• The email by Bill Davis says:

    "At Monotype we have been offering subscriptions for over five years. We first started with a subscription product at Fonts.com for our Web Font Service. Customers benefit from access to a library of fonts, providing an expanded range of creative options. And type designers/foundries benefit from a continuous revenue stream, versus the one-time payment model."

    Does that means more revenue? Was this model good ($) for anybody here?
  • A union could, amongst other things, help give us some leverage when negotiation fair distribution deals and royalty rates.

    Do you know of any international labor law firms that work cheap? Because unions are pretty heavily regulated everywhere in the world. You can’t just unionize people from all over Europe and the Americas and not expect all the relevant governments to get involved. And you’ll have to convince many of your own clients that working with you justifies the cost of getting a labor lawyer involved to make sure they’re not breaking the law by interacting with you.
  • John HudsonJohn Hudson Posts: 1,830
    edited February 2016
    PS. I did consider contact Modragon to see if they might like to adopt a font wing alongside their various other industries.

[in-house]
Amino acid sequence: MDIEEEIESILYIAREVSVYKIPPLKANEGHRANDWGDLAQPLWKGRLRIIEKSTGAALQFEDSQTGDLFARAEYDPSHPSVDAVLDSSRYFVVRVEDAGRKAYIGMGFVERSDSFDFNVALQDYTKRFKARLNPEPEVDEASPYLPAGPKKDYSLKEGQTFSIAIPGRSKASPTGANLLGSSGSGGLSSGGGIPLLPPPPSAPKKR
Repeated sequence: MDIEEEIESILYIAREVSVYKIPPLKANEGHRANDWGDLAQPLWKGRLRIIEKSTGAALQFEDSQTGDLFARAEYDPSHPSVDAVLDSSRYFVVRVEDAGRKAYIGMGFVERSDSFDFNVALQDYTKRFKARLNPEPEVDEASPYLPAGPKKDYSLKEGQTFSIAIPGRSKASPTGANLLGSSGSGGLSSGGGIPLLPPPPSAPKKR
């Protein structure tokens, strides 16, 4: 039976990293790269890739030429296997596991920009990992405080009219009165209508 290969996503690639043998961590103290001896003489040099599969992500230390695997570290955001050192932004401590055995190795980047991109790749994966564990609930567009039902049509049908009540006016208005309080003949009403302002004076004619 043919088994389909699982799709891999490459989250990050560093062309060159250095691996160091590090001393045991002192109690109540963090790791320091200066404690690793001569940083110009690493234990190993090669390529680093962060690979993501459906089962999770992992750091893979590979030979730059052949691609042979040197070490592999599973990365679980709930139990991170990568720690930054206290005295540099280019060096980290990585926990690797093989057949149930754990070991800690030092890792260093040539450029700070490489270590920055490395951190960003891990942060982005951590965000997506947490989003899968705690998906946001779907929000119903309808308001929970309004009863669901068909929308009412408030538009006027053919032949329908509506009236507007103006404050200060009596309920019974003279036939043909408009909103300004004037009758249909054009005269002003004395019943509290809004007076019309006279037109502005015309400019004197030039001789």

[Mostly joking. I think they would politely laugh at us.]
  • kupferskupfers Posts: 246
    Or something like http://www.c3action.org/
  • Since the core of the discussion, really, is about getting paid for what you do, can I ask a question?   In Europe, don't governments provide money to finance the arts? And if so, which arts get support?
  •  When Bill says:
    While we also believe there are a lot of similarities between the music and font business, there are also significant differences.
    I'm sure there are lot of significant differences but here's a big similarity: fonts, like music are a product that buyers already have in abundance and don't really need more of. That doesn't mean people can't want more, but you can't rely on the need for new products. The want has to be created. Sure, that's always been a part of the business but now it's all that's left. Scarcity of the product is constantly decreasing and attempting to cram the genie back in the bottle makes you like a dum dum.